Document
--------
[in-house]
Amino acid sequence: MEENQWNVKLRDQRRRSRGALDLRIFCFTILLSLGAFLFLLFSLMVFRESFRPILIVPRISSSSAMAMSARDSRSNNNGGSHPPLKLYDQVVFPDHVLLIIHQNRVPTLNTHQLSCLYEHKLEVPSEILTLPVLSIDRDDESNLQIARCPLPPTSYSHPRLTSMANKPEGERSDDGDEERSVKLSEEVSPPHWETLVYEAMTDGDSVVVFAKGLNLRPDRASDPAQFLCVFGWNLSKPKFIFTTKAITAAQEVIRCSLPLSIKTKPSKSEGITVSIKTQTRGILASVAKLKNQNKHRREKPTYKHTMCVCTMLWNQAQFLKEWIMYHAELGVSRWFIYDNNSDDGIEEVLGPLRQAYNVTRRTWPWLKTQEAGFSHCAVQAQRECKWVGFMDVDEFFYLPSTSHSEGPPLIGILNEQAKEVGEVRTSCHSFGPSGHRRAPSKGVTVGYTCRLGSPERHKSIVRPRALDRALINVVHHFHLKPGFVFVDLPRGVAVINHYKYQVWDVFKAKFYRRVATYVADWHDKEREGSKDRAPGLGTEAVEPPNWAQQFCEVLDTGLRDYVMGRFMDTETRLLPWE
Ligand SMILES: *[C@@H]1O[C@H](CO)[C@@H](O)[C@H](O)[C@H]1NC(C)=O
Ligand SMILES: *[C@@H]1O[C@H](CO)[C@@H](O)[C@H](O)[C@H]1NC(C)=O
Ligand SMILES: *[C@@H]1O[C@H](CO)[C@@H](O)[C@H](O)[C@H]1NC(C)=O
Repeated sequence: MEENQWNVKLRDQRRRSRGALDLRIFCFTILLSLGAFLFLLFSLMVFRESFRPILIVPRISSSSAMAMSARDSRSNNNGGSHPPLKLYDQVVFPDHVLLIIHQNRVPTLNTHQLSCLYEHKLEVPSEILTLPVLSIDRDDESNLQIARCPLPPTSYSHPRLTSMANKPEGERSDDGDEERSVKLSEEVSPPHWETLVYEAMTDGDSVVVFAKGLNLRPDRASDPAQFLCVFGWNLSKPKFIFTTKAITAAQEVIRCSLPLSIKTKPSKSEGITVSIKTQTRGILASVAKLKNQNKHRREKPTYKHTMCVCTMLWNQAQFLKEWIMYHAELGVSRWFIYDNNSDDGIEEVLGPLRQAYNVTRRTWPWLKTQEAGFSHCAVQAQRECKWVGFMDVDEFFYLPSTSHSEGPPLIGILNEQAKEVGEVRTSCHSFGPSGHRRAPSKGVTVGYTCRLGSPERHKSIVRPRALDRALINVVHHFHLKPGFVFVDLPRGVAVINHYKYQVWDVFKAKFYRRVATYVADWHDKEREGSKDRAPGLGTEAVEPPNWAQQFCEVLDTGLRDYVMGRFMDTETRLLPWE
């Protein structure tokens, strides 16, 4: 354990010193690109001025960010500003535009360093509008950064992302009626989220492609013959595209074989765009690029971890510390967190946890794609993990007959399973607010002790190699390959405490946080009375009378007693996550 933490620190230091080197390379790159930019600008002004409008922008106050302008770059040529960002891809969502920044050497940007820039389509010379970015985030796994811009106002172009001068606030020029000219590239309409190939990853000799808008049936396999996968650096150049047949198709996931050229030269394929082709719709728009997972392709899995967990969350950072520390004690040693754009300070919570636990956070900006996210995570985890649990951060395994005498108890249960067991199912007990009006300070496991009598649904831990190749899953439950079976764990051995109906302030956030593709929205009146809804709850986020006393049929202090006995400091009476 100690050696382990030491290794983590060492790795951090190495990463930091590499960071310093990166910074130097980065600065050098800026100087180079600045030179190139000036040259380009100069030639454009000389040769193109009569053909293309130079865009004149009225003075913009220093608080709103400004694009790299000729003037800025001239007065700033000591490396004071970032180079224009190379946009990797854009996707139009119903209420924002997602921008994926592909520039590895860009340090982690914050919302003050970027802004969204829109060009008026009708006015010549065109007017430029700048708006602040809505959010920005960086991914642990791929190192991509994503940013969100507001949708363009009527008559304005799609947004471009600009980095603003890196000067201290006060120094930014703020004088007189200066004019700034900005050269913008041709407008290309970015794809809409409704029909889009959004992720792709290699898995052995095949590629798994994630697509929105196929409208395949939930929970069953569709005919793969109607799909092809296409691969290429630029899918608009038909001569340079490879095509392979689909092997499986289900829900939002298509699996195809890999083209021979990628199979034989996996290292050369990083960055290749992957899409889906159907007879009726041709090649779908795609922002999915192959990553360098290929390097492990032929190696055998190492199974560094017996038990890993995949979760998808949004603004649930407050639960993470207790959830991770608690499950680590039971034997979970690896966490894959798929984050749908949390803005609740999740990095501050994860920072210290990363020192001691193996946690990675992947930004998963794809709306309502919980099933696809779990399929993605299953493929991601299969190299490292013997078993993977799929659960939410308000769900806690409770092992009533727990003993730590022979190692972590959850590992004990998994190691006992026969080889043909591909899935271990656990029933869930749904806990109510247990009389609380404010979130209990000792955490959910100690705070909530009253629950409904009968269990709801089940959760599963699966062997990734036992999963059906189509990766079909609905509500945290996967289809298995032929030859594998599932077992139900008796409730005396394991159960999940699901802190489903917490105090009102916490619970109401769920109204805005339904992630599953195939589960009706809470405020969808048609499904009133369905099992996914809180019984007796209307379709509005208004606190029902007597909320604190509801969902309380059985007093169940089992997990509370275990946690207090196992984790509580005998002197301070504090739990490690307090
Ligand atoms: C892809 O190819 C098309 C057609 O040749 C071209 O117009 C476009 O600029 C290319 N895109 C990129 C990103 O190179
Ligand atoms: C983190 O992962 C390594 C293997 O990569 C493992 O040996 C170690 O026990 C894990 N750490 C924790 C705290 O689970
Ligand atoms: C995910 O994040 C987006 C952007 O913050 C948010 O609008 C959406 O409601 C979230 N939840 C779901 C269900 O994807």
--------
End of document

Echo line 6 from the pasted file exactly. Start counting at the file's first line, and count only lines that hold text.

Repeated sequence: MEENQWNVKLRDQRRRSRGALDLRIFCFTILLSLGAFLFLLFSLMVFRESFRPILIVPRISSSSAMAMSARDSRSNNNGGSHPPLKLYDQVVFPDHVLLIIHQNRVPTLNTHQLSCLYEHKLEVPSEILTLPVLSIDRDDESNLQIARCPLPPTSYSHPRLTSMANKPEGERSDDGDEERSVKLSEEVSPPHWETLVYEAMTDGDSVVVFAKGLNLRPDRASDPAQFLCVFGWNLSKPKFIFTTKAITAAQEVIRCSLPLSIKTKPSKSEGITVSIKTQTRGILASVAKLKNQNKHRREKPTYKHTMCVCTMLWNQAQFLKEWIMYHAELGVSRWFIYDNNSDDGIEEVLGPLRQAYNVTRRTWPWLKTQEAGFSHCAVQAQRECKWVGFMDVDEFFYLPSTSHSEGPPLIGILNEQAKEVGEVRTSCHSFGPSGHRRAPSKGVTVGYTCRLGSPERHKSIVRPRALDRALINVVHHFHLKPGFVFVDLPRGVAVINHYKYQVWDVFKAKFYRRVATYVADWHDKEREGSKDRAPGLGTEAVEPPNWAQQFCEVLDTGLRDYVMGRFMDTETRLLPWE